Fred Hargis

5130 posts in 2664 days


#12 posted 10-18-2018 04:50 PM


I won’t be able to get to it until this weekend. If it is cured will it sand out? Dont really feel like stripping.

You won t be able to sand it back until it cures. The stripper will get it off more quickly.

- Fred Hargis

- tsbot

If it is cured, it will sand out. It take a long time to cure enough to sand, and may not be ready this weekend. I say this with love in my heart: but you’re going to make a bigger mess with your attempts to”fix” this.

-- Our village hasn't lost it's idiot, he was elected to congress.

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tsbot

52 posts in 745 days


#13 posted 10-18-2018 04:53 PM

What is the solution then? Since my attempts at sanding as originally planned failed – there seems to be some scratching at the surface. I’m not going to scrap the piece. Sand those scratches out and lacquer or poly it and be done?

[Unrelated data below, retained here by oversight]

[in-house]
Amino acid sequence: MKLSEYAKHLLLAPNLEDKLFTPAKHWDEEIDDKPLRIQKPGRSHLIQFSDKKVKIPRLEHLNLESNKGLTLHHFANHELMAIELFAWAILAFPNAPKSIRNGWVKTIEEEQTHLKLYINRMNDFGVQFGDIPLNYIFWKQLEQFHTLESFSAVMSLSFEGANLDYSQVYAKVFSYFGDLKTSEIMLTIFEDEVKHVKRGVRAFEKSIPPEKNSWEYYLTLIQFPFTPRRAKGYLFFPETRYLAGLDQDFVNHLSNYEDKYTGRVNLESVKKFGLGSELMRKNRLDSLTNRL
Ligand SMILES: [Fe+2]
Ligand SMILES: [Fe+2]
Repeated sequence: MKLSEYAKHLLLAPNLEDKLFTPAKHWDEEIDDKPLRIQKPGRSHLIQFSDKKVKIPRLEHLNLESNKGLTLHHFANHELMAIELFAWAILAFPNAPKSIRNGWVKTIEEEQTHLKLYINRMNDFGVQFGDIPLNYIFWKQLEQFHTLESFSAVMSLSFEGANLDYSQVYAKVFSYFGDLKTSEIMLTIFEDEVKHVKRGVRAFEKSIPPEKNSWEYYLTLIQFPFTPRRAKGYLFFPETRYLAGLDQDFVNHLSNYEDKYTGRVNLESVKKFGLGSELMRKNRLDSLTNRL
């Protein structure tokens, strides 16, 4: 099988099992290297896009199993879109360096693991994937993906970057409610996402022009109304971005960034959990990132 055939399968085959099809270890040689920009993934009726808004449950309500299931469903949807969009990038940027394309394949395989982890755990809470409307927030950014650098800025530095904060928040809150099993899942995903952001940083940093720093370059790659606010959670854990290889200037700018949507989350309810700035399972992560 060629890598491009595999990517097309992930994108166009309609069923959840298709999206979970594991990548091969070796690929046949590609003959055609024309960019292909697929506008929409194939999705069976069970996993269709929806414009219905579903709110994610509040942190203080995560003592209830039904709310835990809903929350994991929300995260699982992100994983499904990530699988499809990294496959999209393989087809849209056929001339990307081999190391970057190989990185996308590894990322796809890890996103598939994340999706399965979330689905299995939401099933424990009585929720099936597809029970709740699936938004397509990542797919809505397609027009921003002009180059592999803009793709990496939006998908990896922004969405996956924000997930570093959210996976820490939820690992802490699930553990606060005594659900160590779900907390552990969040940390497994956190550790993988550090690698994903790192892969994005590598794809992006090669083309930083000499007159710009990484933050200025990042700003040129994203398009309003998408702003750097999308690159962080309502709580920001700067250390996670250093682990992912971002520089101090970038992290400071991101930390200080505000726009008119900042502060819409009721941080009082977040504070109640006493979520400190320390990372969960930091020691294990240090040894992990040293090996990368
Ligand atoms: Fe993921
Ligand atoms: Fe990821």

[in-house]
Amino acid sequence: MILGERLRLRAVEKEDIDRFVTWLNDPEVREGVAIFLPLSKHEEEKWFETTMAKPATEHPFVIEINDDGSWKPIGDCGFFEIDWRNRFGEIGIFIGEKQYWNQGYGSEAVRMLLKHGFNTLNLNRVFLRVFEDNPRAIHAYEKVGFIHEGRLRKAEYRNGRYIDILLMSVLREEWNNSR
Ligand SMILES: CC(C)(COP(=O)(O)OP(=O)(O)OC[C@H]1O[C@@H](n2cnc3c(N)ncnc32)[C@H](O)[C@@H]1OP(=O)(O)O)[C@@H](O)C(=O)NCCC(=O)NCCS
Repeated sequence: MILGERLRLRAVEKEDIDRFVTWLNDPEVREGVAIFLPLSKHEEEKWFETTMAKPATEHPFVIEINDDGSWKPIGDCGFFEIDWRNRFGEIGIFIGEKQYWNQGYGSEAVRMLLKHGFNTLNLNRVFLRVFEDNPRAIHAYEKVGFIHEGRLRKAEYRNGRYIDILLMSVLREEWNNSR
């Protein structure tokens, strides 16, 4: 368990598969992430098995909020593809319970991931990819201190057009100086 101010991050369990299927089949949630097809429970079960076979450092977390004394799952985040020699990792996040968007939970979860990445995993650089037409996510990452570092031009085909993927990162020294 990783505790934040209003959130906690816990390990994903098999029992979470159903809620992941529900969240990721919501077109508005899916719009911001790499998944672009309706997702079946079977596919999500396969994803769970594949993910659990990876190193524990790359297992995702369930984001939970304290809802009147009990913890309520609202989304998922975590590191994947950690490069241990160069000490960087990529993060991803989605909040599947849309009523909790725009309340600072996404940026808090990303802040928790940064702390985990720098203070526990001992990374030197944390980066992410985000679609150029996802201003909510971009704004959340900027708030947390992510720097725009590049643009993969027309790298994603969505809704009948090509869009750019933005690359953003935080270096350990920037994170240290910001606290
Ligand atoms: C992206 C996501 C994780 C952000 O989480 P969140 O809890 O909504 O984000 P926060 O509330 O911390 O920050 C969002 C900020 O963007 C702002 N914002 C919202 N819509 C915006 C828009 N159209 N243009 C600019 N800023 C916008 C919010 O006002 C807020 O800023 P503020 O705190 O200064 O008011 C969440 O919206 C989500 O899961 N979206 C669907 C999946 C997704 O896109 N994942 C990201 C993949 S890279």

I won’t be able to get to it until this weekend. If it is cured will it sand out? Dont really feel like stripping.

You won t be able to sand it back until it cures. The stripper will get it off more quickly.

- Fred Hargis

- tsbot

If it is cured, it will sand out. It take a long time to cure enough to sand, and may not be ready this weekend. I say this with love in my heart: but you re going to make a bigger mess with your attempts to”fix” this.

- Fred Hargis


View EarlS's profile

EarlS

1750 posts in 2519 days


#14 posted 10-18-2018 05:28 PM

Here is what I did when I had to refinish a table top because of finish problems.